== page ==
You are clearly an intelligent and hard-working man.

    That brings me to consider your life’s contribution and your good character…

    You have no prior convictions. Since this offending, you have not committed other offences.

    I have received a number of character references on the plea. These references come from people who have known you for many years in various professional and personal capacities. They speak of man who dedicated his life to service, in particular to vulnerable members of the community. They describe a compassionate and generous person, especially to those experiencing difficulties in their lives; someone who has a deep commitment to social justice issues and the advancement of education for young people. I note that these references were not challenged or contradicted by the prosecution.

    In addition to not having any prior convictions, I am satisfied that the evidence before me is that you are someone who has been, in the last 22 years since the offending, of otherwise good character.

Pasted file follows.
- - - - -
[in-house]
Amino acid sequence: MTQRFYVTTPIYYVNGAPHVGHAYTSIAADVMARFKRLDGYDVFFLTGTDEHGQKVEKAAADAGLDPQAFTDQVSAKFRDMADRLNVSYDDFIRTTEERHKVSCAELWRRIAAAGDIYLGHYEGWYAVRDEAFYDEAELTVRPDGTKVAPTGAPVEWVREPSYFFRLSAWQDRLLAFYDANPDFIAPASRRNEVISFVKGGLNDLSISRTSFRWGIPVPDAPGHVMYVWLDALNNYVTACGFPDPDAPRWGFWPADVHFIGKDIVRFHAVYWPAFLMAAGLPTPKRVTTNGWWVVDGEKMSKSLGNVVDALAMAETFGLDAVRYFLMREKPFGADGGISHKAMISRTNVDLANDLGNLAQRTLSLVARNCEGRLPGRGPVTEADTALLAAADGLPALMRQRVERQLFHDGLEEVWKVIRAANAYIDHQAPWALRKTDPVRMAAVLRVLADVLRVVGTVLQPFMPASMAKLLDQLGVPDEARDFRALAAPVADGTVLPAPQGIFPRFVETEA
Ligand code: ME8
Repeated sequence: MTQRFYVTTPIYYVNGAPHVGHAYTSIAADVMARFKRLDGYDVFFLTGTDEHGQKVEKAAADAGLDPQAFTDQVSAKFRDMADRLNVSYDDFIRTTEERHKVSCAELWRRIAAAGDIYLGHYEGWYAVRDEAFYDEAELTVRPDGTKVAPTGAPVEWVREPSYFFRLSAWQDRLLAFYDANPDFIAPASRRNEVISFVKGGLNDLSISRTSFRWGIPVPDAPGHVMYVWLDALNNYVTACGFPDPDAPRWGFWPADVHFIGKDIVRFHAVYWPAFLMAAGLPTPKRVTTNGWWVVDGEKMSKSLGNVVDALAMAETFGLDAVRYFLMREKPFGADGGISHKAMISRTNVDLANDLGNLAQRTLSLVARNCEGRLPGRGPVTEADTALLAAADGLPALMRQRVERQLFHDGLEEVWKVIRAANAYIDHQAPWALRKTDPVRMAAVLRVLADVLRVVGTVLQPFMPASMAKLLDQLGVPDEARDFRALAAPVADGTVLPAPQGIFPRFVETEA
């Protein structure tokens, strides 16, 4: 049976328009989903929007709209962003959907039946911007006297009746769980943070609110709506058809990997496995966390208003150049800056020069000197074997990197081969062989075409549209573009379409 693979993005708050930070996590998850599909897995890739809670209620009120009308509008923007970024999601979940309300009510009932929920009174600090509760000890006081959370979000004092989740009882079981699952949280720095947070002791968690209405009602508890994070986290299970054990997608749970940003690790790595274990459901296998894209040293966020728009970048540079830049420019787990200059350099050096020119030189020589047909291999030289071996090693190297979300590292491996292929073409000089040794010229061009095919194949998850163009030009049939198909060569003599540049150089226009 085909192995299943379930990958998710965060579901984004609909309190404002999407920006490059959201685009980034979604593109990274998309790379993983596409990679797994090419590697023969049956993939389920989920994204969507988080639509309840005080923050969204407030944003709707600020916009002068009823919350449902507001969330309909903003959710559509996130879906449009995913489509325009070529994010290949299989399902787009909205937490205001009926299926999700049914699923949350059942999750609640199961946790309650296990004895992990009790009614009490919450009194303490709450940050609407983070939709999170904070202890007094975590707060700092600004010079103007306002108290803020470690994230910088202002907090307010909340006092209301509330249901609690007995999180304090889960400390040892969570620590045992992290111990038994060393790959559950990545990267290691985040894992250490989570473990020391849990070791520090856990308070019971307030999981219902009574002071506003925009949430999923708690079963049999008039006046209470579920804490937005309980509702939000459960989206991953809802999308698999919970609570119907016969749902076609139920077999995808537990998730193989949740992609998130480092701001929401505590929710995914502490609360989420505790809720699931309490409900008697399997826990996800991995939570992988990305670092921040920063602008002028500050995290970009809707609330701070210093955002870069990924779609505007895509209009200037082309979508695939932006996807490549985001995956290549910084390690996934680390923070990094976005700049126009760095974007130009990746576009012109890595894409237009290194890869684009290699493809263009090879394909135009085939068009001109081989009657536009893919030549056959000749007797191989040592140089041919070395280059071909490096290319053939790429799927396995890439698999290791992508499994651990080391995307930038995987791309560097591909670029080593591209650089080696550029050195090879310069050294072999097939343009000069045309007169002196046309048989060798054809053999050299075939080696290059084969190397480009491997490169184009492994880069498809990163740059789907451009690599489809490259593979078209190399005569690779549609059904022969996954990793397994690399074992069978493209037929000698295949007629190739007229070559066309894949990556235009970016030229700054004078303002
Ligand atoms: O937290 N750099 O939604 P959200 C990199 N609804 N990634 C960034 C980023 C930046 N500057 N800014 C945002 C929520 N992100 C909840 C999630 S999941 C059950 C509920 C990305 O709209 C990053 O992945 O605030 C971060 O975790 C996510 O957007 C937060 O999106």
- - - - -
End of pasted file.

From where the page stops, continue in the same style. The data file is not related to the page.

I sentence you upon the basis that these episodes (viewed together) constitute isolated offending.

    I make substantial allowance for your good character and otherwise blameless life.

    The judge took other factors into account to. Pell’s age 77. Would a man of that age reoffend? Was it fair to jail him for so long that he’d die in jail? What of the danger he faced from other prisoners?

    The judge also pointed out what many Pell haters used to say was a lie he was using to avoid flying to Australia – that Pell does indeed have a serious heart condition among other health problems.

    You have a significant history of cardiac problems, and currently suffer from hypertension and congestive heart failure. You have a dual chamber pacemaker. While stable out of custody, it is the opinion of one of your treating doctors, that stress is an aggravator of tendency to heart failure, if your blood pressure is not controlled. Your doctor has also observed that your blood pressure has previously been more difficult to control with stress.